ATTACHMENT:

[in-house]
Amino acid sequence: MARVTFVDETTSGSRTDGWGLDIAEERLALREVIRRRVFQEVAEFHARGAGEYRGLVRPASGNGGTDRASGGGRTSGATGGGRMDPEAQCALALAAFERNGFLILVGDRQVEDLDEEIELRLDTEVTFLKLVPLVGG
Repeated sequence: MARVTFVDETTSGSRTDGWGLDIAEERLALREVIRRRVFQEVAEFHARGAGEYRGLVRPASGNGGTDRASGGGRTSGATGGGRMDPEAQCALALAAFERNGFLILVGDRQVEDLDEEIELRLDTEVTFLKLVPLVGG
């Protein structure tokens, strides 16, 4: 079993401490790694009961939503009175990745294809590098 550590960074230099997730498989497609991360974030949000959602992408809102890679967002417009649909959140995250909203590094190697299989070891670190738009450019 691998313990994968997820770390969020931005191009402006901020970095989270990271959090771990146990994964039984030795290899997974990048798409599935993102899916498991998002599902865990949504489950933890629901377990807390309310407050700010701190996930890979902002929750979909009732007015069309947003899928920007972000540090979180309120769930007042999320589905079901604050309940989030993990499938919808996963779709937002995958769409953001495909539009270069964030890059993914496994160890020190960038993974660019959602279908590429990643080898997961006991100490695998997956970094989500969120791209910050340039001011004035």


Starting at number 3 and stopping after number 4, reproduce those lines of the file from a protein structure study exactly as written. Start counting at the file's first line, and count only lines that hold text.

Repeated sequence: MARVTFVDETTSGSRTDGWGLDIAEERLALREVIRRRVFQEVAEFHARGAGEYRGLVRPASGNGGTDRASGGGRTSGATGGGRMDPEAQCALALAAFERNGFLILVGDRQVEDLDEEIELRLDTEVTFLKLVPLVGG
């Protein structure tokens, strides 16, 4: 079993401490790694009961939503009175990745294809590098 550590960074230099997730498989497609991360974030949000959602992408809102890679967002417009649909959140995250909203590094190697299989070891670190738009450019 691998313990994968997820770390969020931005191009402006901020970095989270990271959090771990146990994964039984030795290899997974990048798409599935993102899916498991998002599902865990949504489950933890629901377990807390309310407050700010701190996930890979902002929750979909009732007015069309947003899928920007972000540090979180309120769930007042999320589905079901604050309940989030993990499938919808996963779709937002995958769409953001495909539009270069964030890059993914496994160890020190960038993974660019959602279908590429990643080898997961006991100490695998997956970094989500969120791209910050340039001011004035």